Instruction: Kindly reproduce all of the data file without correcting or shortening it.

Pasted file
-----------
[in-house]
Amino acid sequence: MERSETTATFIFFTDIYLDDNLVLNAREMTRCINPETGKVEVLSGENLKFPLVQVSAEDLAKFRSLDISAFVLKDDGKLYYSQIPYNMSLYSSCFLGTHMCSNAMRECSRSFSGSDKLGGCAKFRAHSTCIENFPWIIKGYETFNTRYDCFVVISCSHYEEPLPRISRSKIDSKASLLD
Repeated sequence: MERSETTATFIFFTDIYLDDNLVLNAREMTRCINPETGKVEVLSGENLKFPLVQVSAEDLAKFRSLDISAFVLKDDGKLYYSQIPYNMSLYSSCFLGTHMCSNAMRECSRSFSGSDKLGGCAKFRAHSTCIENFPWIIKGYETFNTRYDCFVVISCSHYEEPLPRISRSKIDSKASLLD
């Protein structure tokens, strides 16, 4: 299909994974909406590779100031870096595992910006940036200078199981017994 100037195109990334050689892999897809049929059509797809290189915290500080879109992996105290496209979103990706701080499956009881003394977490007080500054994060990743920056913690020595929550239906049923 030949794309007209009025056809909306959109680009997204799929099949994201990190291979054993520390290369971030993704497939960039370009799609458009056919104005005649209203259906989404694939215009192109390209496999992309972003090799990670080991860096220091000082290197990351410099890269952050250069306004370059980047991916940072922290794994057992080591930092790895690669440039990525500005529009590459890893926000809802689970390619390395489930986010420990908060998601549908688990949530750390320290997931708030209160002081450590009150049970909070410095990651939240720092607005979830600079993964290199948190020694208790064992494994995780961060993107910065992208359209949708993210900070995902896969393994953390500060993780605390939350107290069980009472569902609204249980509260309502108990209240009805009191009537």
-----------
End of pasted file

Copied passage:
[in-house]
Amino acid sequence: MERSETTATFIFFTDIYLDDNLVLNAREMTRCINPETGKVEVLSGENLKFPLVQVSAEDLAKFRSLDISAFVLKDDGKLYYSQIPYNMSLYSSCFLGTHMCSNAMRECSRSFSGSDKLGGCAKFRAHSTCIENFPWIIKGYETFNTRYDCFVVISCSHYEEPLPRISRSKIDSKASLLD
Repeated sequence: MERSETTATFIFFTDIYLDDNLVLNAREMTRCINPETGKVEVLSGENLKFPLVQVSAEDLAKFRSLDISAFVLKDDGKLYYSQIPYNMSLYSSCFLGTHMCSNAMRECSRSFSGSDKLGGCAKFRAHSTCIENFPWIIKGYETFNTRYDCFVVISCSHYEEPLPRISRSKIDSKASLLD
């Protein structure tokens, strides 16, 4: 299909994974909406590779100031870096595992910006940036200078199981017994 100037195109990334050689892999897809049929059509797809290189915290500080879109992996105290496209979103990706701080499956009881003394977490007080500054994060990743920056913690020595929550239906049923 030949794309007209009025056809909306959109680009997204799929099949994201990190291979054993520390290369971030993704497939960039370009799609458009056919104005005649209203259906989404694939215009192109390209496999992309972003090799990670080991860096220091000082290197990351410099890269952050250069306004370059980047991916940072922290794994057992080591930092790895690669440039990525500005529009590459890893926000809802689970390619390395489930986010420990908060998601549908688990949530750390320290997931708030209160002081450590009150049970909070410095990651939240720092607005979830600079993964290199948190020694208790064992494994995780961060993107910065992208359209949708993210900070995902896969393994953390500060993780605390939350107290069980009472569902609204249980509260309502108990209240009805009191009537």